Age can be a sensitive topic, whether you are 35 years old and are almost turning 21 again, or reaching your 50th birthday (in which case, congratulations already).
The need to modify food choices and the training routine due to age may not cross your mind until the day when you hear some terrifying comment on how to reduce wrinkles by consuming celery juice (which, already now, it’s a myth).
There is a wide variety of facts and statistics that address the issue of training and diet plans for older people – we are talking about people over 65 here – but we should also consider our choices in terms of exercise and food before 65 years old?
We did our research on the topic and we are here to present the concrete facts, in order to help you to perfect your training and achieve your goals.
How should I change my training routine according to age?
The bad news is that we cannot control our age. We age every day, every minute and every second. The good news is that we can control how we deal with aging by adjusting our routine.
Our bone density continues to increase almost until the age of 30. After this age, it starts to decrease. Weight lifting exercises can make all the difference to our bone density between 18 and 30. Reaching bone density as high as possible during this stage of life will leave your bones well prepared for the future.
Examples of beneficial training additions include running, jumping, skipping, dancing and trampoline exercises.
Once you have reached maximum bone density, managing bone strength is important to prevent injuries, which can impair your training. Nobody likes to have to wait for an injury to heal before they can start training again, so why not incorporate high-impact exercises into your training program at least twice a week? This is an excellent way to promote bone density and strength. Jumping onto a platform, climbing stairs, star jumping, knee elevations and running are good impact exercises to start with.
Let’s talk about muscles
Did you know that muscle inactivity can result in a reduction in muscle strength of up to 5% per decade?
The loss of muscle mass is a natural part of the aging process, although it is one that is especially prominent in people who do not train their muscles after approximately 50, although this process can be present from the age of 30 onwards The term given to this loss of muscle is sarcopenia.
It is vital to include muscle exercises focused on strength, whether you are 30 or 60. Not only will this reduce the risk of injury (everyone has heard that a strong core is essential to good posture), but it will prevent muscle loss.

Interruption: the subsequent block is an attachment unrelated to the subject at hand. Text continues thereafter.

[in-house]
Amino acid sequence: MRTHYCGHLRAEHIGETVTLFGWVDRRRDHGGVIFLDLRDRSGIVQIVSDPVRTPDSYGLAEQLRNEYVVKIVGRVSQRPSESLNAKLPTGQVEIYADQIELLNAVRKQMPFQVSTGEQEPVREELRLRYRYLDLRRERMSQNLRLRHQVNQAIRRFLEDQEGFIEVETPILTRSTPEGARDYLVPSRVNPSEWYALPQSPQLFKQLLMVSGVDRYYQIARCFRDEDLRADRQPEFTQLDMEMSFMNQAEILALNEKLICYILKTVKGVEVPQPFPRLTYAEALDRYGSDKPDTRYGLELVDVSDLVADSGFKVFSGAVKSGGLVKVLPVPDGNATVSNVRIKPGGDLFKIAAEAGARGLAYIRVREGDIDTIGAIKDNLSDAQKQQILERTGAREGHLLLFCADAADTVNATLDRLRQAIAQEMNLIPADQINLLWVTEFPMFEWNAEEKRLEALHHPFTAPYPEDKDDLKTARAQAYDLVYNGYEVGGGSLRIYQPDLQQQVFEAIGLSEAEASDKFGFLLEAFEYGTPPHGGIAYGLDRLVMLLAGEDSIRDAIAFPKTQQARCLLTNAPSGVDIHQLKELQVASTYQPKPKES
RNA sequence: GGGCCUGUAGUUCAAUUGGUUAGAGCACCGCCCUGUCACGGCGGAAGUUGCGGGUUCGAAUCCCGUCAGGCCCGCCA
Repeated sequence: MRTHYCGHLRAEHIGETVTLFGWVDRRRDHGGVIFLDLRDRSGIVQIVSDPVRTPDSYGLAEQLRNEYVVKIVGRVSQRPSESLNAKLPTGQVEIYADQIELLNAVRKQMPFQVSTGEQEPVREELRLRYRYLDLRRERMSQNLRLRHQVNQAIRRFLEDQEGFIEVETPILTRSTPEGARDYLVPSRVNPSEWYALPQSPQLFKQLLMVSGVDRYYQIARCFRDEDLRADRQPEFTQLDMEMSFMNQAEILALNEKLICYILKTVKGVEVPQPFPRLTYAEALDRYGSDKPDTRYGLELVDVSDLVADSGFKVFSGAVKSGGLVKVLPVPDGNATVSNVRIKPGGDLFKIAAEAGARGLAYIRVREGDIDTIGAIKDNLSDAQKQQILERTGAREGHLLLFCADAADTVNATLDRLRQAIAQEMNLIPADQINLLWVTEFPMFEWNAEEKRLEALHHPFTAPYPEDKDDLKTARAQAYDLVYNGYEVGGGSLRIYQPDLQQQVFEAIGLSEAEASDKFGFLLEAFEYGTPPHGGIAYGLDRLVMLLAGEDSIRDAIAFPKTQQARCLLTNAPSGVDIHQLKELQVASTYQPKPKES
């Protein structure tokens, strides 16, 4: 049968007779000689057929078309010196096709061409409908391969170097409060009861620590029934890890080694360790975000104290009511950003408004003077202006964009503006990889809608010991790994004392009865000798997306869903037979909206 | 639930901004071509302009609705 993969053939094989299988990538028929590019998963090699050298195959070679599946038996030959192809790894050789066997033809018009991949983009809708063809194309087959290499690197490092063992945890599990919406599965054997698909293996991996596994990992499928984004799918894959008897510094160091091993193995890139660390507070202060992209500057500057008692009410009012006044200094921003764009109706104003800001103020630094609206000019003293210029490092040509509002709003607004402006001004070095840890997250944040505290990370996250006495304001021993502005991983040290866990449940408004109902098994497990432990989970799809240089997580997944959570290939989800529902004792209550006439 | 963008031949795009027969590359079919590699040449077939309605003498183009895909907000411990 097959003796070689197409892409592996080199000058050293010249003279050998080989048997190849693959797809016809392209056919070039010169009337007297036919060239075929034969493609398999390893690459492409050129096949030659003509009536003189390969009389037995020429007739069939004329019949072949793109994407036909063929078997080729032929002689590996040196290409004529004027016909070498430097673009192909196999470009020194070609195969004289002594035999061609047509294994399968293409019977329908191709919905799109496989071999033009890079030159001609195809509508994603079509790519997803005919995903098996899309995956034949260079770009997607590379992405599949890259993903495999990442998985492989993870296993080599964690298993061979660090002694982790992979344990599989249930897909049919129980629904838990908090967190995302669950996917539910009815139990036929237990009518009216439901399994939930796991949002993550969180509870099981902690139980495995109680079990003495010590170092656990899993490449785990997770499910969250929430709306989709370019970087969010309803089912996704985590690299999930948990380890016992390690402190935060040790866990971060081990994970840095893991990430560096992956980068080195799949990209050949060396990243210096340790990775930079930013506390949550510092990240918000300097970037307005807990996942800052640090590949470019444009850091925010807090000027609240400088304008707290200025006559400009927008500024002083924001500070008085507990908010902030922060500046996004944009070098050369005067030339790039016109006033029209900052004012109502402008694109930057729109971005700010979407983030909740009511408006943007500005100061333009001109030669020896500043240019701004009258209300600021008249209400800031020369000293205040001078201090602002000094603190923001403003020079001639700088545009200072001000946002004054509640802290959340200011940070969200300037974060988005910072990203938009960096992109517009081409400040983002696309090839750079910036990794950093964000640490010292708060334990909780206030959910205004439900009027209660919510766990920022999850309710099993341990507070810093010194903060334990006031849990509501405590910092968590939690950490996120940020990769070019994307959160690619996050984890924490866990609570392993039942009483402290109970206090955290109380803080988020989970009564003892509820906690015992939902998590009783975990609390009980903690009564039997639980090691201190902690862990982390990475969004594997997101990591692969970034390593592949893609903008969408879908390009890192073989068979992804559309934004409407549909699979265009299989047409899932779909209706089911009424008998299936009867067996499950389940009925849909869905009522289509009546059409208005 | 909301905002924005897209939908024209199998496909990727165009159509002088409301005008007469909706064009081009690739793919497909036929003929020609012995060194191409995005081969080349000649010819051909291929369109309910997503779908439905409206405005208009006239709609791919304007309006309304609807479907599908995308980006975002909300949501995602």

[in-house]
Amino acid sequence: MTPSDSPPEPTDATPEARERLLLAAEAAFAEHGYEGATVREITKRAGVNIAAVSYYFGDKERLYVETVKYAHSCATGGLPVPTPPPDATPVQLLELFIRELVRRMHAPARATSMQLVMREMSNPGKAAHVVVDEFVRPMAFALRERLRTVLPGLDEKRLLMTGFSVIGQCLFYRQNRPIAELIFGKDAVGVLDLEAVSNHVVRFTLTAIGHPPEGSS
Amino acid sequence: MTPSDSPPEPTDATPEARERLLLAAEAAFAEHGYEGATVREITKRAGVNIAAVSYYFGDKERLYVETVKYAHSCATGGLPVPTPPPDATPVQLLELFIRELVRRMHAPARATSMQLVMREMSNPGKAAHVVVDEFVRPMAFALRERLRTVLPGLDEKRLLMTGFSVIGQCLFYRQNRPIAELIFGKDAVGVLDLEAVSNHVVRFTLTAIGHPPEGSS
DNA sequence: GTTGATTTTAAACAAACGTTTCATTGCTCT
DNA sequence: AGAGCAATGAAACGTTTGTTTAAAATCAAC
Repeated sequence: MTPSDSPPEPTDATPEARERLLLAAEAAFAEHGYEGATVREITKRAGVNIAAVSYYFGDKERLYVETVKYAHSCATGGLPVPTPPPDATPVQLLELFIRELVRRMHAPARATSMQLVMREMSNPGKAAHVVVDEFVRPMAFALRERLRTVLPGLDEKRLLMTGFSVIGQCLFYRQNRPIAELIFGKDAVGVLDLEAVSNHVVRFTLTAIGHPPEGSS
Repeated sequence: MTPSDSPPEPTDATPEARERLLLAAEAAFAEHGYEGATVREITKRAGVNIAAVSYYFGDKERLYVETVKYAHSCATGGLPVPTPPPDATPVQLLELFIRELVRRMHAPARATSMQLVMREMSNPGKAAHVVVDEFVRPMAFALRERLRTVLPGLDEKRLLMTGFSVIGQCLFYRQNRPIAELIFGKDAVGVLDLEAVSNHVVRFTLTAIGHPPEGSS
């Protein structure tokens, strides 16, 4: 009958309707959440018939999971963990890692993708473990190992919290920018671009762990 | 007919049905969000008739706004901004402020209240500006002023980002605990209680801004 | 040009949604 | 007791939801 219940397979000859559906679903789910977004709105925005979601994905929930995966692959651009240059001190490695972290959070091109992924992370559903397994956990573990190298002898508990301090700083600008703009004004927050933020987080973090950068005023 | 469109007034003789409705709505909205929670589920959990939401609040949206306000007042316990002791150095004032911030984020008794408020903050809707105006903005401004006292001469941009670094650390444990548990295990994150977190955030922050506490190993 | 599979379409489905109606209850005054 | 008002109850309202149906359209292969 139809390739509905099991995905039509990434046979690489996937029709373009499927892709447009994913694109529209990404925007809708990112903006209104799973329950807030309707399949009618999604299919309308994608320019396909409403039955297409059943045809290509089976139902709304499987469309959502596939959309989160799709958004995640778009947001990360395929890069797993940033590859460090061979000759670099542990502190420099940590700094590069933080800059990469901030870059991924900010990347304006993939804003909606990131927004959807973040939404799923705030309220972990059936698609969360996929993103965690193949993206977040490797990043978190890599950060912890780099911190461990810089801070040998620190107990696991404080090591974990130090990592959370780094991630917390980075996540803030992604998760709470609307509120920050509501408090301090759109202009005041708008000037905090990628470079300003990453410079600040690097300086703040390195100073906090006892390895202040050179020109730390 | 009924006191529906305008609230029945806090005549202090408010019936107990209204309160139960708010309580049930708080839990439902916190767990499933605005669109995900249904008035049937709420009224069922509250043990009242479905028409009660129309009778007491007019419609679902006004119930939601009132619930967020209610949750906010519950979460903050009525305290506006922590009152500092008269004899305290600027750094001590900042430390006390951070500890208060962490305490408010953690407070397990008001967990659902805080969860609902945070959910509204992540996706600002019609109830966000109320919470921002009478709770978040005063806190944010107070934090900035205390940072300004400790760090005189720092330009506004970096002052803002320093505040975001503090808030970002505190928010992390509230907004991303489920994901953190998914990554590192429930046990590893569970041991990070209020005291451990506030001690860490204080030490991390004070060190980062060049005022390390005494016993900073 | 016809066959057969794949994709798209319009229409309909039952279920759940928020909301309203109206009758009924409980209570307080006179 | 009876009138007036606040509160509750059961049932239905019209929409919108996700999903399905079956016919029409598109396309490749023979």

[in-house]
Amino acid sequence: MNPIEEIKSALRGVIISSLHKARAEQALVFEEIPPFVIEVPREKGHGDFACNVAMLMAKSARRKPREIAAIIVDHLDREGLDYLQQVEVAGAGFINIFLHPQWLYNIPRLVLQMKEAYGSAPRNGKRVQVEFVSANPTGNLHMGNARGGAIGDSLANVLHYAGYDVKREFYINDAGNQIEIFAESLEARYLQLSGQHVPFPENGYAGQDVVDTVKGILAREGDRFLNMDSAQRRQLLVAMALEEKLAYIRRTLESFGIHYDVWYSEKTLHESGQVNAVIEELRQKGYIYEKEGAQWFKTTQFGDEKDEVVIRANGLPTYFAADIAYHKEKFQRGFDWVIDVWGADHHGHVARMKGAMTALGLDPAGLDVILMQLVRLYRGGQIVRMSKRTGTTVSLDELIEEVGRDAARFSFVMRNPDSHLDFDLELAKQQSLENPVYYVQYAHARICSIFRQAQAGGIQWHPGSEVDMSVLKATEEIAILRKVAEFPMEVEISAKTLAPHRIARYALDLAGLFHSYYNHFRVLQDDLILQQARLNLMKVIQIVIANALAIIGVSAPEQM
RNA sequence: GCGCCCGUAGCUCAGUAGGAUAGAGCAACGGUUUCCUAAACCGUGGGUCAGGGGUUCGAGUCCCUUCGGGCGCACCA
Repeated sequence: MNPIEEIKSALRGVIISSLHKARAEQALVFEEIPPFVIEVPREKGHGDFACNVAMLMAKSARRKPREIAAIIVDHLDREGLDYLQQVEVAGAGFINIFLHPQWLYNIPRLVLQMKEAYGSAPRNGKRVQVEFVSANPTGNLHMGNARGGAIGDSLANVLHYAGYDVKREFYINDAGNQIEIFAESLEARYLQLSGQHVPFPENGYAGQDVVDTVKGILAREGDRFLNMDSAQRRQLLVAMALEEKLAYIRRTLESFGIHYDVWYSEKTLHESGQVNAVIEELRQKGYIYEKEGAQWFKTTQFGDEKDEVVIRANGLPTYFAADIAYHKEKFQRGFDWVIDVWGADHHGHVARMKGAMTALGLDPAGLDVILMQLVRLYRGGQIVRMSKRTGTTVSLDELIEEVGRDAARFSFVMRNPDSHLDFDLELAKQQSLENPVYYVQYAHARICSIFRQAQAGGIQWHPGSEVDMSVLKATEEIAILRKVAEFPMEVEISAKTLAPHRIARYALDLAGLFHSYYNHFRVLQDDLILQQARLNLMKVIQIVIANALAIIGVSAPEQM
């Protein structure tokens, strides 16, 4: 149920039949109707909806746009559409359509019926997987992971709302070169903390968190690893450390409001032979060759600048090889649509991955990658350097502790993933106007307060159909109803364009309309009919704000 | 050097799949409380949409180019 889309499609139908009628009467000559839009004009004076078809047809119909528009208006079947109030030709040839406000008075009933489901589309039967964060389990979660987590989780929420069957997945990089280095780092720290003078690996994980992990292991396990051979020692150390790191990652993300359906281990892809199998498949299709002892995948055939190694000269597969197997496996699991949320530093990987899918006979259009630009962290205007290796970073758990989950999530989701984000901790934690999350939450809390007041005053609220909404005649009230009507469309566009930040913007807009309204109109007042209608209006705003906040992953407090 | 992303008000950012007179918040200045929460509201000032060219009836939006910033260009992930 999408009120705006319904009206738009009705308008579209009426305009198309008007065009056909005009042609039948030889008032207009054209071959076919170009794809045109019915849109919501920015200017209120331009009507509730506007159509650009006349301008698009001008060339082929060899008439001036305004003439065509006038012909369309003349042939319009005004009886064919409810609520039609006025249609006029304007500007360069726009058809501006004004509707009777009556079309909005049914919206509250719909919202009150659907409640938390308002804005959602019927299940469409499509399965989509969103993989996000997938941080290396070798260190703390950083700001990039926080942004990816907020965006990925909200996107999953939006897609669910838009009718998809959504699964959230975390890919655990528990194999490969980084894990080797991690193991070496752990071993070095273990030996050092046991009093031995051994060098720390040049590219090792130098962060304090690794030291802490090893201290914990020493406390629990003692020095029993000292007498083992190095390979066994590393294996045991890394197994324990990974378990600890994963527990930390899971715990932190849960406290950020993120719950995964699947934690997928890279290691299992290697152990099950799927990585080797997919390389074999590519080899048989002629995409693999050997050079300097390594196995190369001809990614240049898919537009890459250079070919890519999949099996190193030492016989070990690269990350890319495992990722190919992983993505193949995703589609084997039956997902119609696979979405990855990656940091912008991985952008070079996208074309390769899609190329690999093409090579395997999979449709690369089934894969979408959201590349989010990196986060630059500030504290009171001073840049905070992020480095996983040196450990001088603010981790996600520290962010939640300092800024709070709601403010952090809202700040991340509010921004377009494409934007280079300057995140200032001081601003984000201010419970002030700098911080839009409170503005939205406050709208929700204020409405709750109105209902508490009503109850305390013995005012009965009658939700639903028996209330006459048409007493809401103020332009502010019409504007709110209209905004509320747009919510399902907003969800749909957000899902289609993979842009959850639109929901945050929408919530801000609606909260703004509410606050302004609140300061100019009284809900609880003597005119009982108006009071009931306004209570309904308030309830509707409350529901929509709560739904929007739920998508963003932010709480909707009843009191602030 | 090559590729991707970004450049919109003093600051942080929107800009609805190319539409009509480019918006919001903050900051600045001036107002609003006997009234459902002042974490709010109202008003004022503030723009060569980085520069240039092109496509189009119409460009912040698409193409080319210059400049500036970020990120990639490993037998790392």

Even though we all like to relax and watch TV, our muscles will not be stimulated by magic if we don’t work at it.
But it’s not just about strength – it’s easy to overlook the “power” factor. Adding resistance-based strength exercises has benefits to our day-to-day mobility. 2 Try using a resistance band to warm up, to activate your muscles and at the same time improve your reach in terms of power muscular.
What should I change in my nutrition?
Although the guidelines of Public Health England do not suggest any changes in nutrition based on aging for people aged between 19 and 50, there are some nutrients that can influence our training.
Calcium is one of those nutrients. This mineral is essential for bone maintenance, as a structural component that helps prevent fractures. That is why it is important to consume the recommended dose of 700 mg of calcium per day. 4 When our bodies lack calcium, it is taken away from the bones, resulting in weaker and more bones prone to injuries.
It is also important to note that calcium can only be absorbed by the body in the presence of vitamin D. 5 Therefore, in addition to being a good exercise and a recommended cardiovascular routine for strengthening bones, walking to the store instead of taking the car is a great way to get our daily dose of vitamin D through the sun.
Still, if you spend your winter days in the gloom of fog and rain, you can use a vitamin D supplement to ensure an adequate dose of it during the less sunny months of the year.
What about protein?
The question of protein and how it should or should not change with age may come to mind. The reality is that we don’t need to change protein intake as we age.
Our protein needs are influenced by the type and amount of exercise we do. Of course, if we incorporate strength training into our daily routine, adding more protein to our diet will bring benefits in terms of muscle mass gains. This, in turn, will benefit our overall well-being by reducing the risk of injury and overload.
There are no official guidelines on changes to training and diet as a result of aging in general up to 50 years. We must do what we feel works best for our body.
If you suspect that you may be more susceptible to injury or have weaker muscles, gradually increase the number of impact exercises in your training routine and use a multivitamin supplement to ensure you are getting all the nutrients you need. needed for a balanced and healthy diet.